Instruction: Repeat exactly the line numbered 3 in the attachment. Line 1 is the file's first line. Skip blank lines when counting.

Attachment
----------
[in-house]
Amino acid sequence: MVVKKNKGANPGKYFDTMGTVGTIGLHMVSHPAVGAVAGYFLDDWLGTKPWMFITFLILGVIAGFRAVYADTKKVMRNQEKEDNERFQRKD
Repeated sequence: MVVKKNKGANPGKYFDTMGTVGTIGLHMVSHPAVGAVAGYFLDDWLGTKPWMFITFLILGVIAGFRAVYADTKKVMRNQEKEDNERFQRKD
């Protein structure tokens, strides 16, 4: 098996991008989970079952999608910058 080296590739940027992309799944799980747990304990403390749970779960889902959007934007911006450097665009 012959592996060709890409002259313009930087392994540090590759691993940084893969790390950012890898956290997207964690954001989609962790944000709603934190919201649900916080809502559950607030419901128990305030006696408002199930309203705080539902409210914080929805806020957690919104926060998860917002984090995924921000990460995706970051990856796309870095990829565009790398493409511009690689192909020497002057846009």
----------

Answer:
Repeated sequence: MVVKKNKGANPGKYFDTMGTVGTIGLHMVSHPAVGAVAGYFLDDWLGTKPWMFITFLILGVIAGFRAVYADTKKVMRNQEKEDNERFQRKD